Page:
Voltaire v Shikongo Law Chambers and Others (I 4410/2013) [2017] NAHCMD 65 (08 March 2017);

Group

Full judgment

NOT REPORTABLE

REPUBLIC OF NAMIBIA

HIGH COURT OF NAMIBIA MAIN DIVISION, WINDHOEK

JUDGMENT

Case no:       I 4410/2013

In the matter between:

HARRY VOLTAIRE                                                           PLAINTIFF

and

SHIKONGO LAW CHAMBERS                                         FIRST DEFENDANT

STANDARD BANK OF NAMIBIA LTD                               SECOND DEFENDANT

GOODFELLAS INVESTMENT CC                                    THIRD DEFENDANT

 

Neutral citation:      Voltaire vs Shikongo Law Chambers & 2 Others (I 4410/2013) [2017] NAHCMD 65 (8 March 2017)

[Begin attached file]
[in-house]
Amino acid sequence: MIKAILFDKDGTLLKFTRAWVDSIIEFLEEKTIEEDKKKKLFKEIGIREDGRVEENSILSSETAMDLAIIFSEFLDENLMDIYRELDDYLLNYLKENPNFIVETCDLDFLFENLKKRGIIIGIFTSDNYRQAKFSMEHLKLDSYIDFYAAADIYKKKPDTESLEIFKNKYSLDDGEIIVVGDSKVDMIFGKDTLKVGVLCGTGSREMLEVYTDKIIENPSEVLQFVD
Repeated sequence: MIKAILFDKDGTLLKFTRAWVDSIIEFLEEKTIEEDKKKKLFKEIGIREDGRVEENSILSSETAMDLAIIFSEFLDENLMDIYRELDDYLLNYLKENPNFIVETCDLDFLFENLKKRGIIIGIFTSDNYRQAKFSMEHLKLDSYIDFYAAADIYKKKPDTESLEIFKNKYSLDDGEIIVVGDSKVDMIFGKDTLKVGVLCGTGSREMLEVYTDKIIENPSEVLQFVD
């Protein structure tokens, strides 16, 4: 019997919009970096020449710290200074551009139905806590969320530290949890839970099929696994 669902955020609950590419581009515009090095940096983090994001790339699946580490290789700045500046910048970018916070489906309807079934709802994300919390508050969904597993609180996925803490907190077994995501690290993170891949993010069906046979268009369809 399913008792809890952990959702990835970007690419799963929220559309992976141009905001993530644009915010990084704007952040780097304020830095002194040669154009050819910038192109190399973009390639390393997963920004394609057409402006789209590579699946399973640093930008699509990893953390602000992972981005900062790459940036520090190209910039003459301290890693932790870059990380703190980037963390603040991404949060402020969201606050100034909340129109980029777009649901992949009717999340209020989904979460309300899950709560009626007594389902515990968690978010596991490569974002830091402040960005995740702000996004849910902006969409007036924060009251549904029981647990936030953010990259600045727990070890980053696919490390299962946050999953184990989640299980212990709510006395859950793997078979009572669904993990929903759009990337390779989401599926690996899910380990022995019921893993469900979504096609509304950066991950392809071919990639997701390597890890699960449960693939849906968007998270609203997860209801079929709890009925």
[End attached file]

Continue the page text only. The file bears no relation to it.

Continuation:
Coram:          MILLER AJ

Heard:           28 July 2015

Delivered:     8 March 2017

 

Summary:     This is a special plea that has been raised by the third defendant of arbitration against the first plaintiff. The special plea is raised on the ground that the consultancy agreement between the plaintiff and the third defendant provides for a compulsory arbitration, referral to arbitration of the matter.

ORDER

1.   The special plea is dismissed.

2.   The third defendant is ordered to pay the costs on the basis of one instructing and two instructed counsel.

3.   The matter is postponed to the 28th of March 2017 for a status hearing and for the matter to be allocated to a new managing Judge.

JUDGMENT

MILLER, AJ:

[1]        The plaintiff claims repayment of US125 000.00 deposited with the first defendant in anticipation of conclusion / execution of an agreement with the third defendant. The third defendant has filed a special plea that the matter should have been referred to arbitration in terms of provisions of the agreement entered into by the plaintiff and the third defendant.